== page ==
2. The security device of claim 1 wherein said opening in said container door is a vertical opening.

This application is a continuation of U.S. patent Ser. No. 11/230,677 filed Sep. 20, 2005 for a Stanchion Lever Lock Guard. Applicant claims the benefit of United States of America provisional patent application Ser. No. 60/612,328 filed Sep. 23, 2004 for a Lock Guard.


Thieves who break into moving vans, tractor trailers and other cargo containers use a variety of tools such as sledge hammers, acetylene cutting torches, saws, grinders and the like. The bolt cutter is a favored tool of burglars for cutting padlocks because of its portability. Thus there is a need to protect padlocks used on containers, moving vans, semi-trailers, truck trailer units. Tractor trailers with twin rear doors are secured by a pair of stanchions, at least one of which having an operating handle or lever, which is normally secured by a padlock to prevent rotation of the stanchion, thus maintaining the doors in a locked condition. Many moving vans have side doors, which are secured by stanchions. A recess with a locking tab is provided in each side door. The stanchion locking lever, in its locking position, is disposed within the recess with the locking tab extending through a slot in the lever. A padlock is customarily connected to the tab to prevent operation of the stanchion lever. It is also desirable to provide protection for padlocks securing side doors of moving vans.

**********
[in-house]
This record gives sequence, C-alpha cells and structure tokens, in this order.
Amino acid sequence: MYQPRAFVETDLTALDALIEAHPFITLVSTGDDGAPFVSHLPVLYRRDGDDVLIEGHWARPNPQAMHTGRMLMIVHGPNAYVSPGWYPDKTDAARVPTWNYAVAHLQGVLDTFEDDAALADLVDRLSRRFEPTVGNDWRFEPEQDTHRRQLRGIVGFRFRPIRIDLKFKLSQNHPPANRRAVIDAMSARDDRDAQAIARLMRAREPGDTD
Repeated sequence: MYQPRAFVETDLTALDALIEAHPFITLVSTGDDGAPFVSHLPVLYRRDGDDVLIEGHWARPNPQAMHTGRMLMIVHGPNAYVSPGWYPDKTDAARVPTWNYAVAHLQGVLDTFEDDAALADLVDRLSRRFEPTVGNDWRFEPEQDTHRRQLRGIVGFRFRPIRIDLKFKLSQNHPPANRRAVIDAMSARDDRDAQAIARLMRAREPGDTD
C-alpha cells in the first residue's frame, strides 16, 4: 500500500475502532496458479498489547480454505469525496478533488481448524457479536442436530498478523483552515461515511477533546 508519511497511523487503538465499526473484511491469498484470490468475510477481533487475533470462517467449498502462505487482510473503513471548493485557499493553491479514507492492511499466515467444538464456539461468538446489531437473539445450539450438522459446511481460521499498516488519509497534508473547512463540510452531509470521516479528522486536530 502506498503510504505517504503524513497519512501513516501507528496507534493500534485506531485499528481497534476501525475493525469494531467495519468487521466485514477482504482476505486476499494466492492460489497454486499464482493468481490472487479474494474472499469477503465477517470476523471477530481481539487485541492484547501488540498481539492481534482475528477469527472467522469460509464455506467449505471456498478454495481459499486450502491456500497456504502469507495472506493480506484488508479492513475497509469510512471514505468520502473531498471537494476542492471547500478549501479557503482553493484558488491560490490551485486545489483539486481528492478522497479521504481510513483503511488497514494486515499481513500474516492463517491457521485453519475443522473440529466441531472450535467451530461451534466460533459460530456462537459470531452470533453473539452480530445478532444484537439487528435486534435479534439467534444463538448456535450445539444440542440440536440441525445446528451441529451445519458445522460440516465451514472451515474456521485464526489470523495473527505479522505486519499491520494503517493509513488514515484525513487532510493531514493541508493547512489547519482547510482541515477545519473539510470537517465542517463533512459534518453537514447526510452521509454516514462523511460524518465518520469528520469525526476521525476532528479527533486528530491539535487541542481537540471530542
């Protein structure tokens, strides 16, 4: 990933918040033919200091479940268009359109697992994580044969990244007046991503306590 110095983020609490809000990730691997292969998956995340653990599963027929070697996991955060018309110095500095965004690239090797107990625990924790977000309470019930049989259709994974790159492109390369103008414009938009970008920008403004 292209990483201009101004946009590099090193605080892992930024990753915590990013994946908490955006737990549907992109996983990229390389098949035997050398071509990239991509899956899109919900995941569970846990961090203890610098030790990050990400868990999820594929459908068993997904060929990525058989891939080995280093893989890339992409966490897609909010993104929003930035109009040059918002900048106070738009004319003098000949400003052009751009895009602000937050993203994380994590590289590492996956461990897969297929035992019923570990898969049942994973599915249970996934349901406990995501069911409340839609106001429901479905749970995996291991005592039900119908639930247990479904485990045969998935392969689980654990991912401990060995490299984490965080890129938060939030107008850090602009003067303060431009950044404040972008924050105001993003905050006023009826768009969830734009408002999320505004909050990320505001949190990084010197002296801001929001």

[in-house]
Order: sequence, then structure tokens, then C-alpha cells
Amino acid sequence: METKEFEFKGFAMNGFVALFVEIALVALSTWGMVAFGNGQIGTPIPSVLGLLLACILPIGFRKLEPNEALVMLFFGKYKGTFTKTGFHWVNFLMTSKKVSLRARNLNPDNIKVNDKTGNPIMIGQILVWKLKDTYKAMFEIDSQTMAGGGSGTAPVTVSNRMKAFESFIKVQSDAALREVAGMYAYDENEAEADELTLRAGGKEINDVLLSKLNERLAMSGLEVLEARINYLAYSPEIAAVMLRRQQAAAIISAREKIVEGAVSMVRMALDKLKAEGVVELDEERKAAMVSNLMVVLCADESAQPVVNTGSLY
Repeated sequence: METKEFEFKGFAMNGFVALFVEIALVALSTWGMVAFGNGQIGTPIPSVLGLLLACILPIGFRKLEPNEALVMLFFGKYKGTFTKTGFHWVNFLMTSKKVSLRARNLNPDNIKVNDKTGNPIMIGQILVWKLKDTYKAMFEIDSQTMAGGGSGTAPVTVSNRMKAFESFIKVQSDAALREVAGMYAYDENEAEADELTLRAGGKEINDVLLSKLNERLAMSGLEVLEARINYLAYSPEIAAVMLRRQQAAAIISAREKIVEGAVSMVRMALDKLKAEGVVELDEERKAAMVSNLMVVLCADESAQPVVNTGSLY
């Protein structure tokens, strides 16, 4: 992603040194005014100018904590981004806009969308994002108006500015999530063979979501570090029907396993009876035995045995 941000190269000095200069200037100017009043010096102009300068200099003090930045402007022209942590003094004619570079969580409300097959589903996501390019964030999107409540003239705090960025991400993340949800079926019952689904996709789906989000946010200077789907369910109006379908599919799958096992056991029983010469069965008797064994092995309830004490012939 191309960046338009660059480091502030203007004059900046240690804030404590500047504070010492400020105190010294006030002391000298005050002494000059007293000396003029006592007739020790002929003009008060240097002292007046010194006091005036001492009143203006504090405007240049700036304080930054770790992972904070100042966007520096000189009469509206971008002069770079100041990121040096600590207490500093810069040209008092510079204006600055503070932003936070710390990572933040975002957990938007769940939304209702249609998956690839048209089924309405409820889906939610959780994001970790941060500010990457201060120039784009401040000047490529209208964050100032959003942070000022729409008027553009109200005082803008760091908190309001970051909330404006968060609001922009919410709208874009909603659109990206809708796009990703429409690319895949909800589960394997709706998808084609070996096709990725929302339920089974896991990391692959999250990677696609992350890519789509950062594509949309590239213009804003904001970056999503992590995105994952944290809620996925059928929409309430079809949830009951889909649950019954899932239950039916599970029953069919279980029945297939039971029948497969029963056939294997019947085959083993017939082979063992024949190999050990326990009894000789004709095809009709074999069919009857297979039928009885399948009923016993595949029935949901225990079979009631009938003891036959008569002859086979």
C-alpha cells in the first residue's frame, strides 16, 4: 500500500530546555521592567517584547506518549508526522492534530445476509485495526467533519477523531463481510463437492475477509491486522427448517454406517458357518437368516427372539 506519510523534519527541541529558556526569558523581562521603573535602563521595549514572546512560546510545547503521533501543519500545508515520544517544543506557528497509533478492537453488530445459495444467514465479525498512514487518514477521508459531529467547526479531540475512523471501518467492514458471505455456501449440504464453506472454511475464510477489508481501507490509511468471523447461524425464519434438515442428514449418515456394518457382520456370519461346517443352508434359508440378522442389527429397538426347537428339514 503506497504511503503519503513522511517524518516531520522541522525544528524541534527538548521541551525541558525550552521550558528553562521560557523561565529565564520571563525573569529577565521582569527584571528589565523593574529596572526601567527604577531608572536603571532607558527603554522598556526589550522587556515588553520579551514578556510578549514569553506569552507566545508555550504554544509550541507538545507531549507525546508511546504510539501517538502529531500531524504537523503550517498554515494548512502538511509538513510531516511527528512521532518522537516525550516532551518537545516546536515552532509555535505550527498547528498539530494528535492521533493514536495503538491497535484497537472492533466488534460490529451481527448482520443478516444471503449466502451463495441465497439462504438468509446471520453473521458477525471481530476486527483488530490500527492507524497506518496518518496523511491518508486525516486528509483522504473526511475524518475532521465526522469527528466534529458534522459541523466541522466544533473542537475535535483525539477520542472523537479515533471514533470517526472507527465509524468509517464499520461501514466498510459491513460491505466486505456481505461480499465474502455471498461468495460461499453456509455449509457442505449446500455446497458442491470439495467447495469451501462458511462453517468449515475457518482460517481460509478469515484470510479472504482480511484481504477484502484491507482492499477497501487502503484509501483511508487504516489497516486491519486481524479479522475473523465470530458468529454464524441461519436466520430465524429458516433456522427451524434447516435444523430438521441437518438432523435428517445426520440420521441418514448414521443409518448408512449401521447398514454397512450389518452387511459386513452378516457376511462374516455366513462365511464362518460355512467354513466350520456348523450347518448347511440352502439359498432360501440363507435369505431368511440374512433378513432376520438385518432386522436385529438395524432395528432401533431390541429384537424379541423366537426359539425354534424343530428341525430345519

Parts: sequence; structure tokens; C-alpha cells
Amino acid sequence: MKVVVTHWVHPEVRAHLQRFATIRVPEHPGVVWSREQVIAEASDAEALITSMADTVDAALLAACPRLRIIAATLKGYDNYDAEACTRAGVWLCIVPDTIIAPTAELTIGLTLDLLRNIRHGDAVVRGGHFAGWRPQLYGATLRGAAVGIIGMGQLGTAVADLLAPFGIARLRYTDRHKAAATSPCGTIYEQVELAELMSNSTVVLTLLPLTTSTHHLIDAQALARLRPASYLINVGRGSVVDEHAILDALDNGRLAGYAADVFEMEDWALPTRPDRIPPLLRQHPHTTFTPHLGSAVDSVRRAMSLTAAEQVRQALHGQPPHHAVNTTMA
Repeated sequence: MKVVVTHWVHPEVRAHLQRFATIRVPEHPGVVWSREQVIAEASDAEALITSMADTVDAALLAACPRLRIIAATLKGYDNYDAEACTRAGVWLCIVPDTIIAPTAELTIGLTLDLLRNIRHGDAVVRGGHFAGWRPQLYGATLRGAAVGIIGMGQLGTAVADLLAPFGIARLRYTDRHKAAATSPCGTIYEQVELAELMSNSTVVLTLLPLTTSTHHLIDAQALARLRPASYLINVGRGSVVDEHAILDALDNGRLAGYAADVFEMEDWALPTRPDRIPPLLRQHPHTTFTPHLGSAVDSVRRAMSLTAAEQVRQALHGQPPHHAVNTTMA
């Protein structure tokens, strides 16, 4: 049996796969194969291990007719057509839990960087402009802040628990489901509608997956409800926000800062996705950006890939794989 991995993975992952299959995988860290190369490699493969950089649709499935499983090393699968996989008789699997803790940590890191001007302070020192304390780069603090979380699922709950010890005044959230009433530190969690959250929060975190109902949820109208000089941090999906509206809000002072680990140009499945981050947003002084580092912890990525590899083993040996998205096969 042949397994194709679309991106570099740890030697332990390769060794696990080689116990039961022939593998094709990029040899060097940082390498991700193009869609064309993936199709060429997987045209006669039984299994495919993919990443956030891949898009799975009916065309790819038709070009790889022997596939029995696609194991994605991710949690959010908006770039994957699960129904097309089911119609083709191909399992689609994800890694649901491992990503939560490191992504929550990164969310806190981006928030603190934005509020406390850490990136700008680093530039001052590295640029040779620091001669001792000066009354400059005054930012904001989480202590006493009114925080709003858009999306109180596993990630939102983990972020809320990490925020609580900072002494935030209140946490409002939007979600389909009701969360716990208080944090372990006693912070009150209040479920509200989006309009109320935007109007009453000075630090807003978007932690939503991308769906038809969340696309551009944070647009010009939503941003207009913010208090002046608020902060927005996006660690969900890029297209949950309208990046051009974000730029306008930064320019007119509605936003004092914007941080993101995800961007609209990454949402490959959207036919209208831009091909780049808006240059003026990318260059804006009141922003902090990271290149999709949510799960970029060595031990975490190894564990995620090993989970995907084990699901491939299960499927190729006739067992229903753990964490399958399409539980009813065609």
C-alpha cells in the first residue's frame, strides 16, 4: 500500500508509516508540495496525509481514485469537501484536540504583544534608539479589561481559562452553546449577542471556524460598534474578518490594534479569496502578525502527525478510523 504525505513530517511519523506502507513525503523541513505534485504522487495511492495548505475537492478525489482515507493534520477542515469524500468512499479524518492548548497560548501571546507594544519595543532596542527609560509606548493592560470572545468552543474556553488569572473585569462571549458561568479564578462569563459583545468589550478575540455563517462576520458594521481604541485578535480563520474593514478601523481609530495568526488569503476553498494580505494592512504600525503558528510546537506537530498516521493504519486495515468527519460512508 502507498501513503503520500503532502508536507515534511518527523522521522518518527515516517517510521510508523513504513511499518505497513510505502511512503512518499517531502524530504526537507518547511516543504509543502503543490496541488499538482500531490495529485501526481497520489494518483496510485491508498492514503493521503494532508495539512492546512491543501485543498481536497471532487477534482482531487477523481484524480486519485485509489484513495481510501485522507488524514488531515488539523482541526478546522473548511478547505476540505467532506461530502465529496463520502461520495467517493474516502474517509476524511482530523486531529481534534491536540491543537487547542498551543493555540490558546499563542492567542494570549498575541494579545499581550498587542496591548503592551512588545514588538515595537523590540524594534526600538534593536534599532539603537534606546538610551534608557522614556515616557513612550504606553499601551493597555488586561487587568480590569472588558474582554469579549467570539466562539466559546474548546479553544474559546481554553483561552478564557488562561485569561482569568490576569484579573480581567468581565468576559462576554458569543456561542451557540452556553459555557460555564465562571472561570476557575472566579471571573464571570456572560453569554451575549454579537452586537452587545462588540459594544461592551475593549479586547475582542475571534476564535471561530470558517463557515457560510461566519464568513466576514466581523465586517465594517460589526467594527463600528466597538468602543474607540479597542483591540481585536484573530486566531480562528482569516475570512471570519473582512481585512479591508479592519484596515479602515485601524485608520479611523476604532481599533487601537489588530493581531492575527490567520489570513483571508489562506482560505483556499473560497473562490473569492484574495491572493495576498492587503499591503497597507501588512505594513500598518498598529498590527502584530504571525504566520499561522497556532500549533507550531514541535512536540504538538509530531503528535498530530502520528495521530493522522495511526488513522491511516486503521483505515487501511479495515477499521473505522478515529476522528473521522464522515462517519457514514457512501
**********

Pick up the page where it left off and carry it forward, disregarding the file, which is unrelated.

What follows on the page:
U.S. Pat. Nos. 3,828,591 and 3,392,855 issued to Commodore E. Beaver show combined padlock and guard assemblies in which the shackle of a padlock is welded to the guard. Since the shackle is not free to move relative to the guard, the applicability of such an assembly to secure enclosures is limited. Different size guards would be needed for different size locks. There is no interchangeability between locks and guards. U.S. Pat. No. 6,622,533 issued to Jerre Dennis Santini for a Protective Enclosure for a Door Handle Retaining Assembly shows a lock guard with a lock capturing member to which the unhinged leg of a lock shackle is secured. In order to place the lock on the inside of the guard and to be in position to slide the end of the free or unhinged leg of the shackle into the opening in the lock capturing member sufficient distance must exist within the guard above the lock capturing member. The padlock's shackle in its open position is sufficiently longer than the shackle in its closed position, thus requiring incremental space be designed above the lock capturing member—additional space beyond the height of the shackle in the locked position—for the pre-insertion step. This is particularly necessary since Santini uses the lock's unhinged shackle which requires even more elevation above the lock capturing member than the hinged shackle and, due to the height differences, by design negates the use of the top wall during the operation to close and secure the shackle. Consequently, during installation of the padlock into the guard, the shackle can not physically reach the underside of the top wall of the guard to aid in closing the shackle and therefore sufficient space must be provided in the guard to permit one's hand, or a tool, to be placed within the guard to force the shackle to a closed position. This is necessitated by the requirement to apply pressure both from the shackle end and the case end while securing the shackle. Incrementally, this is even more space than the mere lock shackle's open distance dictates. These space requirements result in an excessively large guard affording undesired access by thieves' cutting tools.